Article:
*You are an introvert?

    • http://michaelhyatt.com Michael Hyatt

      Yes, believe it or not, I am an introvert. I get recharged by being alone.

  • http://www.AlwaysOnVacation.com David

    This is really helpfully especially I'm going to do first public speaking in November. Every time I imagine of myself in front of people, my anxiety level rises … I already starting to question myself if I can do it or the audience will get me message, or …. This is a lot harder then I thought! Oh great, my anxiety level rises again now …

    • http://michaelhyatt.com Michael Hyatt

      Congratulations. You are normal!

  • http://geoffreywebb.wordpress.com/ Geoff Webb

    You get an A+ for self-awareness! Can't wait to hear you speak sometime…

    • http://michaelhyatt.com Michael Hyatt

      Thanks, Geoff. Hopefully, our paths will cross.

  • http://www.blaneyoung.com Blane Young

    Thanks for being so transparent!

    I love this:
    Perspective. I always try to improve, so it is natural to begin critiquing my speech. However, I have found that I cannot be objective until I have recharged my spiritual and emotional batteries.

    I have to make sure to apply this as I review myself and others on my team!

  • http://michaelhyatt.com Michael Hyatt

    I think so, too. I have heard it said that you expend in a 45-minute speech the equivalent of a full day’s work.

  • http://www.ImpelMinistry.com David Lawrence

    Michael,

    Thanks for posting this! I'm speaking more and more now, and i can feel it as well!!

  • Carlo

    Thanks for sharing, Michael! There's more than enough value here to "justify" turning the focus onto yourself for one post.

    I'm catching up on all my blog subscriptions and just read a Beth Kanter post also on public speaking/presenting. It made for a good one-two combo with your insights. Beth's blog:
    http://www.bethkanter.org/heather-gold/?utm_sourc

  • http://twitter.com/HDYDmarketing @HDYDmarketing

    I have literally just finished my own social media semianr for small business and, lo-and-behold, this is the first blog post I read. I went through all of this and then some! Great insight and thanks for sharing :-)

  • http://twitter.com/AndreaAresca @AndreaAresca

    "Do you go through similar stages?" – Definitely, YES!
    I always feel unprepared and all sort of doubts come to my mind! Even if I write a manuscript of my speech (but I speak without it) I still change many things till the last minute.
    But I see that – if you worked hard in preparation – the "flow" of the speech will show how much you did before.
    Usually, I try not to think of my speech just after delivering it. At least 24 hours later, I can "rationally" review it and understand what I did well and where I can improve.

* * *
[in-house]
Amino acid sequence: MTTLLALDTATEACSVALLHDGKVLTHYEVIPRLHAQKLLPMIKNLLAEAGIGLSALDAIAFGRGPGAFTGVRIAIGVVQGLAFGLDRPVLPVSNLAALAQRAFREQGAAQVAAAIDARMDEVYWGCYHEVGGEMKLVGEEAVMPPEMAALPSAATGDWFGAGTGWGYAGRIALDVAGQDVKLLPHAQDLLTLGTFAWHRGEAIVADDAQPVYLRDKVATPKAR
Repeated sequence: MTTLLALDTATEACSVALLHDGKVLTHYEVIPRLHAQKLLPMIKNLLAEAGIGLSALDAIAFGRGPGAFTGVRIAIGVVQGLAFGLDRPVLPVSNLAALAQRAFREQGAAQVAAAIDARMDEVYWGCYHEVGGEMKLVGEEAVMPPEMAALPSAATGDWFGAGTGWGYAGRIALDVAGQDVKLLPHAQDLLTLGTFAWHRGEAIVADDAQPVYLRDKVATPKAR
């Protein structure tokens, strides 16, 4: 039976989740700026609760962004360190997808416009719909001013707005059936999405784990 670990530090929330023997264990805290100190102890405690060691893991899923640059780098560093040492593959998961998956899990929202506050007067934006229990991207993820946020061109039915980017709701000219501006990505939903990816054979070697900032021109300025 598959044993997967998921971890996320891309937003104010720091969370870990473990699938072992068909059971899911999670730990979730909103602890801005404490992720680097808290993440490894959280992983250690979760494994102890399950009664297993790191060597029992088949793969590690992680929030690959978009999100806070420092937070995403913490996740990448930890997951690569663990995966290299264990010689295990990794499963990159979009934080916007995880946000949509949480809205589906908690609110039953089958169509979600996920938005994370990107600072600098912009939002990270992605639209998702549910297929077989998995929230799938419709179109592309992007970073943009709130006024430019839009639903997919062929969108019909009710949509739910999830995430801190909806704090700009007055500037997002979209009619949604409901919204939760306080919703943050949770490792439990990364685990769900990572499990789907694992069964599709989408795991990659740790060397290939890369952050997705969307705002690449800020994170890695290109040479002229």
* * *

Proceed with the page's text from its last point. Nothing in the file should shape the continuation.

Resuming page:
Another very useful thing I sometimes do is listen or watch myself a couple of months after: it's incredible how this can help improving!

    • http://michaelhyatt.com Michael Hyatt

      I agree. I do that, too. Video is especially helpful.

  • http://michaelhyatt.com Michael Hyatt

    I totally agree on the ending. If I can start and end strong, I can make it work.

  • Marc Buxton

    I definitely share a lot of your sentiments. I speak quite regularly, several times a week usually, and being an introvert, I can certainly relate to number 9! I just want to shake a few hands and then hit the car and the hotel….but it doesn't work that way, and it is helpful for people to connect with the speaker afterwards (just think about the reverse situation, when you are in the audience).

    -Marc

  • http://www.nextreformation.com len hjalmarson

    Michael, its a great summary – one I have come close to writing a couple of times, but perhaps with less clarity. And as a writer transitioning to speaking, I think there are particular challenges I face – which other writers doubtless share!

  • greentub

    Yep.

  • http://twitter.com/rodneyeason @rodneyeason

    Thank you for posting this Michael. I always replay even "successful" talks and think about what I could have said differently. Or, "if I would have strung together this thought with that piece, it would have made the point stronger."

    One thing that I started doing is having my assistant schedule blocks of time on my calendar without my input. Having these times makes me accountable for spending more time on these talks. Plus, she sees when I should be working on the presentation and periodically asks me how it is going.

    This helps me out a lot and forces me to spend the time on a presentation to make it better.

  • http://actioninternational.org/stewart Brian Stewart

    Mike, thank you very much. Excellent post.

    On a related topic: do you (or anyone reading this blog) have a recommendation for a portable projector and screen? I do some speaking overseas (on mission trips) and need to get a projector and screen in the next two weeks that I can take on my trip.

    • http://michaelhyatt.com Michael Hyatt

      I’m sorry, I don’t.

  • marguerite

    This was very helpful! It helps me to give my speech to others before I deliver. I often make changes according to their suggestions.

  • http://twitter.com/barryengelman @barryengelman

    Any post that gives good information and phsyco analizes you at the same time has got to be great…I think.

  • stlukespastor

    Depletion – In addition to personality traits, part of this can be attributed to the input and use of adrenalin that has "fired you up" to speak but is now gone. Many Pastors report that Sunday night/Monday are some of the toughest times for them emotionally. Some speak of how they find that they are more prone to temptation, even after a very wonderful service. Some even feel guilty about it but what they see as a "let down" is actually a much needed pyscho-physical healing process.